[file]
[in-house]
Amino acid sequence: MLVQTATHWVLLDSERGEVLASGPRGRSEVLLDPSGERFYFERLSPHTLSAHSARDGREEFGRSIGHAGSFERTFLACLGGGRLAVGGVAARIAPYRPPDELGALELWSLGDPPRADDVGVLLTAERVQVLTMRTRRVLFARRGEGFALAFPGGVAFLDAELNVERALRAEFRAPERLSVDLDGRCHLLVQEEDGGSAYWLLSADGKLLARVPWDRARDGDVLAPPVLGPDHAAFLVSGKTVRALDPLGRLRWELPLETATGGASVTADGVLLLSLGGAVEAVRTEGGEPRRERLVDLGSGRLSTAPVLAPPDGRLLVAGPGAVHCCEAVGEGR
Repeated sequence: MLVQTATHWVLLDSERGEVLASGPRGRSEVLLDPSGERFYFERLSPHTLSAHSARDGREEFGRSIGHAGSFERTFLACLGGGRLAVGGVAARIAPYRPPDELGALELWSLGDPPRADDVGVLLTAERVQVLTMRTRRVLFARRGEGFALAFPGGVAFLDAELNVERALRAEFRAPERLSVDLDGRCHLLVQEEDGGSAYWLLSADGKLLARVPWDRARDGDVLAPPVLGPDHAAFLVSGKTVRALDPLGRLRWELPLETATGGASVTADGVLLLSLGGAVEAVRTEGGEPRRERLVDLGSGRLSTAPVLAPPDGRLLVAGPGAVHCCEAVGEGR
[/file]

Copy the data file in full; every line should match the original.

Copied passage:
[in-house]
Amino acid sequence: MLVQTATHWVLLDSERGEVLASGPRGRSEVLLDPSGERFYFERLSPHTLSAHSARDGREEFGRSIGHAGSFERTFLACLGGGRLAVGGVAARIAPYRPPDELGALELWSLGDPPRADDVGVLLTAERVQVLTMRTRRVLFARRGEGFALAFPGGVAFLDAELNVERALRAEFRAPERLSVDLDGRCHLLVQEEDGGSAYWLLSADGKLLARVPWDRARDGDVLAPPVLGPDHAAFLVSGKTVRALDPLGRLRWELPLETATGGASVTADGVLLLSLGGAVEAVRTEGGEPRRERLVDLGSGRLSTAPVLAPPDGRLLVAGPGAVHCCEAVGEGR
Repeated sequence: MLVQTATHWVLLDSERGEVLASGPRGRSEVLLDPSGERFYFERLSPHTLSAHSARDGREEFGRSIGHAGSFERTFLACLGGGRLAVGGVAARIAPYRPPDELGALELWSLGDPPRADDVGVLLTAERVQVLTMRTRRVLFARRGEGFALAFPGGVAFLDAELNVERALRAEFRAPERLSVDLDGRCHLLVQEEDGGSAYWLLSADGKLLARVPWDRARDGDVLAPPVLGPDHAAFLVSGKTVRALDPLGRLRWELPLETATGGASVTADGVLLLSLGGAVEAVRTEGGEPRRERLVDLGSGRLSTAPVLAPPDGRLLVAGPGAVHCCEAVGEGR